"He's saying that we've got a serious obligation to be responsible for our brothers and sister, to be responsible for the world, and if we do nothing about that, then we are doing wrong."
Archbishop Hart said he did not believe Pope Francis had crossed a line into politics.
"I think the message will gradually spread that we can't just go ahead with the culture of waste, with allowing ourselves just to consume ... and think of ourselves and not think of anyone else," he said.
"And so from our pulpits these matters have to be put to people ... that we are brothers and sisters, we have to care for our common home – the world."
But Gerard Henderson, executive director of the Sydney Institute, said the Pope's call put the church in a "fashionable position".
"If you are going to decrease the living standards of people who are trying to get out of poverty in China and India, I don't think this is a very smart way to do it," he said.
Dr Paul Collins, a former Catholic priest and author, agreed the Pope was sending a clear message on the world's obligation to tackle climate change.
"What the Pope is trying to get at here is that sin is not just about what individuals do. Sin is also about what communities and institutions do," he said.

Greens groups hail pontiff's calls; sceptics dismiss document

Green activists hailed the pontiff's widely-trailed intervention as a potential game-changer in the debate over what causes global warming and how to reverse it.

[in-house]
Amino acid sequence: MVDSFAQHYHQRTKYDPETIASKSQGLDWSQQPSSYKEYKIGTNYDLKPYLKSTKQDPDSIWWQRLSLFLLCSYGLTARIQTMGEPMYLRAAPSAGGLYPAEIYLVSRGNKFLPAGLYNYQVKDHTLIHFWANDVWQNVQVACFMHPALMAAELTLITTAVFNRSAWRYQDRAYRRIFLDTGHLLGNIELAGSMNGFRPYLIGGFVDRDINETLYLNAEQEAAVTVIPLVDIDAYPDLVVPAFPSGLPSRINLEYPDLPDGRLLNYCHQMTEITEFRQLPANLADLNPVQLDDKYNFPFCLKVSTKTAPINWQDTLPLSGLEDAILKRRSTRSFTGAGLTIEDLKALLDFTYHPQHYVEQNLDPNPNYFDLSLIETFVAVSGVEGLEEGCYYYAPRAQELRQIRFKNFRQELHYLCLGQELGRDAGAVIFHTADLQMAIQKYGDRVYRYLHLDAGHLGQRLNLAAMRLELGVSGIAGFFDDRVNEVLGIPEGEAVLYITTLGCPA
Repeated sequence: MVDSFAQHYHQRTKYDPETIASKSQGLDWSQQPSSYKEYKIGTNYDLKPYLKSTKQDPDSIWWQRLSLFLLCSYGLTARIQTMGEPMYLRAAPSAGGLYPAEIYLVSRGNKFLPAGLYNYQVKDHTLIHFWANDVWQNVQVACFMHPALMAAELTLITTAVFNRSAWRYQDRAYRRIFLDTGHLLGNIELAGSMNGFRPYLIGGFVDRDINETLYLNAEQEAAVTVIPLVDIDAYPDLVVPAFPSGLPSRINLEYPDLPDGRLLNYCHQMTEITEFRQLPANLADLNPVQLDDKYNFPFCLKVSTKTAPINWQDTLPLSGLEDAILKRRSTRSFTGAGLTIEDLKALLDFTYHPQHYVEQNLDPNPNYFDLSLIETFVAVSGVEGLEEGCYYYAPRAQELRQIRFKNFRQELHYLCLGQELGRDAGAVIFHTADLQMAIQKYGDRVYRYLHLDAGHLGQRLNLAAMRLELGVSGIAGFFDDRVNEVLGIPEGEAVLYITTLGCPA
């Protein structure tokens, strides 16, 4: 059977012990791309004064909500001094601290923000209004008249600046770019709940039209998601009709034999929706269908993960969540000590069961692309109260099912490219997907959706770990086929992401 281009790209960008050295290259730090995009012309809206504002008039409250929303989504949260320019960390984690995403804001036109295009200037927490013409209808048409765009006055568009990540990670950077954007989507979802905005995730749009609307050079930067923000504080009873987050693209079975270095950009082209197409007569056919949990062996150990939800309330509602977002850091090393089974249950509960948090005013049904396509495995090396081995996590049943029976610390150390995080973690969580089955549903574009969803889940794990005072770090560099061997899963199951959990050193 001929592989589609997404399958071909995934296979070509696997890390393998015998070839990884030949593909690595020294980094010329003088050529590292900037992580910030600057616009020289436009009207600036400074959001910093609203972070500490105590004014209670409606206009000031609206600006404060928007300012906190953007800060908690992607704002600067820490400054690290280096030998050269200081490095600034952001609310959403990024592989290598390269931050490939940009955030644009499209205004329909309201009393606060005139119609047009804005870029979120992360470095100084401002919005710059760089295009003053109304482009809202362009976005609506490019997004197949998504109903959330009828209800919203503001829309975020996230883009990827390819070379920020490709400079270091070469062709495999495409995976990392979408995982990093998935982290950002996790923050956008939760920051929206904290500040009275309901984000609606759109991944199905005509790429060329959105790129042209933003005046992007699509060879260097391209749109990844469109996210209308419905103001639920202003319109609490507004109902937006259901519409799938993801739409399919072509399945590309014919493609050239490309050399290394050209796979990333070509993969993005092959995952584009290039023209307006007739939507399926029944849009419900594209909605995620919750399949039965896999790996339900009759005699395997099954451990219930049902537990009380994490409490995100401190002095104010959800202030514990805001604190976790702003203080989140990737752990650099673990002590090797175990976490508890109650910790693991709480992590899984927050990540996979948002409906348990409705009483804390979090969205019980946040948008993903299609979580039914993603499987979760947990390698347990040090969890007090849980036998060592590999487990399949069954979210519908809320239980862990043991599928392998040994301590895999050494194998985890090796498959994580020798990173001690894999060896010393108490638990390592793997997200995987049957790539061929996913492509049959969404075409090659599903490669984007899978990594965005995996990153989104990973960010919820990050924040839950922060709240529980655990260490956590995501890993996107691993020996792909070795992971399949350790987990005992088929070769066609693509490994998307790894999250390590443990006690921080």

"Everyone, whether religious or secular, can and must respond to this clarion call for bold urgent action," Kumi Naido, the international executive director of Greenpeace, said.
"Climate change is no longer just a scientific issue; it is increasingly a moral and ethical one," Yolanda Kakabadse, president of WWF, said.
"It affects the lives, livelihoods and rights of everyone, especially the poor, marginalised and most vulnerable communities."
Christiana Figueres, head of the Bonn-based UN Climate Change Secretariat, said the encyclical provided a powerful impetus to governments to agree on a strong pact when they meet in Paris in November.
"This clarion call should guide the world towards a strong and durable universal climate agreement in Paris at the end of this year," she said in a statement.
Mark Maslin, professor of climatology at University College London, said the Vatican had moved the issue forward.
"When theological, political and scientific leaders all call for rapid decarbonisation of our global economy it must be time we finally listen and create a binding international climate change agreement," he said.
But even before the encyclical's official publication, climate change sceptics dismissed the document's argument that the phenomenon is primarily man-made and that humanity can reverse it through lifestyle changes including the phasing-out of fossil fuels.
"I don't get economic policy from my bishops or my cardinal or my Pope," United States presidential candidate Jeb Bush said on the eve of the release in comments that underlined the depth of opposition in the country to a binding agreement to curb greenhouse gases.